|Eurasian shaman, early 20th century from
a Russian ethnographic collection.
“Sometimes a wild god comes to the table.
He is awkward and does not know the ways
Of porcelain, of fork and mustard and silver.
His voice makes vinegar from wine.
“When the wild god arrives at the door,
You will probably fear him.
He reminds you of something dark
That you might have dreamt,
Or the secret you do not wish to be shared…”
from Sometimes A Wild God by Tom Hirons
read the rest of the poem here
Some strange guests will turn up for Christmas dinner this year. You may not be able to see them at first, but squint a little and look slantwise and there they are… blown in on a breath of winter, at your table giving you savage stares, shaking dirty, long hair, gnawing the turkey bones like dogs, exuding force, virility, cosmic muscle.
There is Death, there is War, there is Frankenstein, there is Bellatrix Lestrange — savages all four. They sit on the four sides of your table. Will you feed them cranberry sauce and brussels sprouts?
|Ohhh dear…We call them , but they have had many at different times and different places.|
We call them Pluto, Uranus, Mars and Lilith, but they have had many other names at different times and different places.
This coming Christmas week is powerful. There is a dangerous, volatile, fierce Grand Cross across the sky. On the day itself, Mars opposes Uranus, activating the Uranus-Pluto square that casts its shadow over this year and next. Jupiter still opposes Pluto and is close enough to Lilith to count as conjunct, so Jupiter expands Lilith power. Meanwhile, Lilith opposes Venus Rx, also in Capricorn.. Even the Sun and Moon are in a hostile square on Christmas Day, although too far away from the big boys to be part of the Grand Cross.
Then through the week, Mars translates the light from the god of rebellion and shock, to the god of the underworld, making an exact square to Pluto on New Year’s Eve. At the same time, the Sun and Moon gradually slide into the embrace of Pluto, so that by New Year’s Day, the New Moon conjuncts Pluto.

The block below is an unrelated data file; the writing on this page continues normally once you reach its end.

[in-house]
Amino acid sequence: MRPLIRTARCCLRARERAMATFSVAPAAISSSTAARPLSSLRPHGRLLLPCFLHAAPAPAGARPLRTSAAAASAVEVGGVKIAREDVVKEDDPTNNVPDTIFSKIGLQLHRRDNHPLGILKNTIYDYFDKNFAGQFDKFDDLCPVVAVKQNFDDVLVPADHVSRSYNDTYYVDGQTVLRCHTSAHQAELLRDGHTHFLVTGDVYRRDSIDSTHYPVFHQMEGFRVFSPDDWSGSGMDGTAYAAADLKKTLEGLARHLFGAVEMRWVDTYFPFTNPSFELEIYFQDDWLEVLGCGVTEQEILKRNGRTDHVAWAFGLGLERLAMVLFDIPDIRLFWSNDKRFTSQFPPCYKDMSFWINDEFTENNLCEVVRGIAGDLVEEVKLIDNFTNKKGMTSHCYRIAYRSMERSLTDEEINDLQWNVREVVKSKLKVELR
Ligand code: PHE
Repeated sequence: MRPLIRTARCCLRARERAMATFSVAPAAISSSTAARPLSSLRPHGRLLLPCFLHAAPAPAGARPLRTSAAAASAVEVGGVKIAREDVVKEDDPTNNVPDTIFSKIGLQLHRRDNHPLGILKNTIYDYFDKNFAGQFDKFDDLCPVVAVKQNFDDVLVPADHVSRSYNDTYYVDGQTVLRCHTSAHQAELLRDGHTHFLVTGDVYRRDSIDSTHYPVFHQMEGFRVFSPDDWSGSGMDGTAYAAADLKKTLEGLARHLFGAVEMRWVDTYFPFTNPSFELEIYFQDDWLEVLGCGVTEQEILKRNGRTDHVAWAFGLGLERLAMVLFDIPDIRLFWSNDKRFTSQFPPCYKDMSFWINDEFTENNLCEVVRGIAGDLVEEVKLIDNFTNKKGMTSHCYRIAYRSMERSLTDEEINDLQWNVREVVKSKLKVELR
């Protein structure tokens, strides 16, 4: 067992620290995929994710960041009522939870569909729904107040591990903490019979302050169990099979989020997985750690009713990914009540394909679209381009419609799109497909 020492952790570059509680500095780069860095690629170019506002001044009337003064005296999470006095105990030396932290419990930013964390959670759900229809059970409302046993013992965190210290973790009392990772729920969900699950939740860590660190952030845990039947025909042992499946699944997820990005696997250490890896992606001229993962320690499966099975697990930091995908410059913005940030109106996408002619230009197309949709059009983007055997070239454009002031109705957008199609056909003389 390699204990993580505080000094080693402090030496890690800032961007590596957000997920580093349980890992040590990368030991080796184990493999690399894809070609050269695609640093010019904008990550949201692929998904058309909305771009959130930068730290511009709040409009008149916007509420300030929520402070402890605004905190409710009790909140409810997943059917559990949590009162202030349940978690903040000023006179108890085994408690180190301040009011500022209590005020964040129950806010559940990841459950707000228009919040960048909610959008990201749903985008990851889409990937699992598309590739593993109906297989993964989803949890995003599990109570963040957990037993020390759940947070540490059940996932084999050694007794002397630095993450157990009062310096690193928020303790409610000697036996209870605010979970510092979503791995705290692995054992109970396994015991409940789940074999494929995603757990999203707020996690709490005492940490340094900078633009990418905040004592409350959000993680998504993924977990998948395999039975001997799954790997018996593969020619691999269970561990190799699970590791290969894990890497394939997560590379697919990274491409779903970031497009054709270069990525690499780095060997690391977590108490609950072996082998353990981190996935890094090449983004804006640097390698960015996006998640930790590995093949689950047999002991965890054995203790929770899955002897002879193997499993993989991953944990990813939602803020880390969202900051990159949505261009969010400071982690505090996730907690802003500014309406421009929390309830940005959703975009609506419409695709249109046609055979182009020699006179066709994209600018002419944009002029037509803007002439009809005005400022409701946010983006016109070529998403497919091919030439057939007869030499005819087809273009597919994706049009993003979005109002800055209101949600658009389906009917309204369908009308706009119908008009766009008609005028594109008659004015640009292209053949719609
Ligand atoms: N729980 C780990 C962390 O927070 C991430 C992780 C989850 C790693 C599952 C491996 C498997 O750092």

Could be nuclear start to 2014.
There’s no getting away from Pluto or Uranus this Christmas. It’s no use pretending: this is not ho ho ho and jingle bells. But it is dynamic. This holiday season is full of energy: dark energy, yes, dangerous energy, yes, but also transformational, and with Mars involved, there will be action.
So should we all just hide under the covers for the duration? Well, that does seems reasonable response. But we could try another technique. We could invite the dark gods in. They’re coming anyway, so step aside, don’t fight it and see what happens. Please read the rest of the poem.
Uranus is the awakener. He is ignited by Mars on Christmas Day. Mars is a spark – maybe of anger, maybe of courage, maybe of lust for life. Mars, above all, shouts to us to live in our bodies, to be here now, to get physical, to act. Mars in Libra. Traditionally, this is Mars in a “bad” position, but, as my colleague Pippa has pointed out consider this: John Lennon, Nelson Mandela and the Dalai Lama all have the planet of the warrior in the sign of peace. A knight sits at the round table and makes plans for the grail quest.